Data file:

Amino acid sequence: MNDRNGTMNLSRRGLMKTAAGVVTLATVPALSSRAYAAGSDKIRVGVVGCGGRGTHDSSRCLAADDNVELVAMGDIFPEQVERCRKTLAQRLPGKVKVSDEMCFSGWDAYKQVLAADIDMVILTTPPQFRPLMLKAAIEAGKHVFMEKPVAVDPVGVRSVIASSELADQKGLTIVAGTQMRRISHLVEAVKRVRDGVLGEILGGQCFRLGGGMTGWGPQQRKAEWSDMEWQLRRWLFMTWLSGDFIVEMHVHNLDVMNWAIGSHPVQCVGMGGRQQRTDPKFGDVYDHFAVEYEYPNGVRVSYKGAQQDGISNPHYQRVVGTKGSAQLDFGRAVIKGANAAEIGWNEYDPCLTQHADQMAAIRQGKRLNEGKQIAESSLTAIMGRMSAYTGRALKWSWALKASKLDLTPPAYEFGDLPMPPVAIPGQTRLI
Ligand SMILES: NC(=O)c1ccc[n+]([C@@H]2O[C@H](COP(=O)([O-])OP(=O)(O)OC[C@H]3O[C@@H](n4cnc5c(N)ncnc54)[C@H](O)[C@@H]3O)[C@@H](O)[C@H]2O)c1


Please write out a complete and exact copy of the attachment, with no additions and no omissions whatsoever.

Amino acid sequence: MNDRNGTMNLSRRGLMKTAAGVVTLATVPALSSRAYAAGSDKIRVGVVGCGGRGTHDSSRCLAADDNVELVAMGDIFPEQVERCRKTLAQRLPGKVKVSDEMCFSGWDAYKQVLAADIDMVILTTPPQFRPLMLKAAIEAGKHVFMEKPVAVDPVGVRSVIASSELADQKGLTIVAGTQMRRISHLVEAVKRVRDGVLGEILGGQCFRLGGGMTGWGPQQRKAEWSDMEWQLRRWLFMTWLSGDFIVEMHVHNLDVMNWAIGSHPVQCVGMGGRQQRTDPKFGDVYDHFAVEYEYPNGVRVSYKGAQQDGISNPHYQRVVGTKGSAQLDFGRAVIKGANAAEIGWNEYDPCLTQHADQMAAIRQGKRLNEGKQIAESSLTAIMGRMSAYTGRALKWSWALKASKLDLTPPAYEFGDLPMPPVAIPGQTRLI
Ligand SMILES: NC(=O)c1ccc[n+]([C@@H]2O[C@H](COP(=O)([O-])OP(=O)(O)OC[C@H]3O[C@@H](n4cnc5c(N)ncnc54)[C@H](O)[C@@H]3O)[C@@H](O)[C@H]2O)c1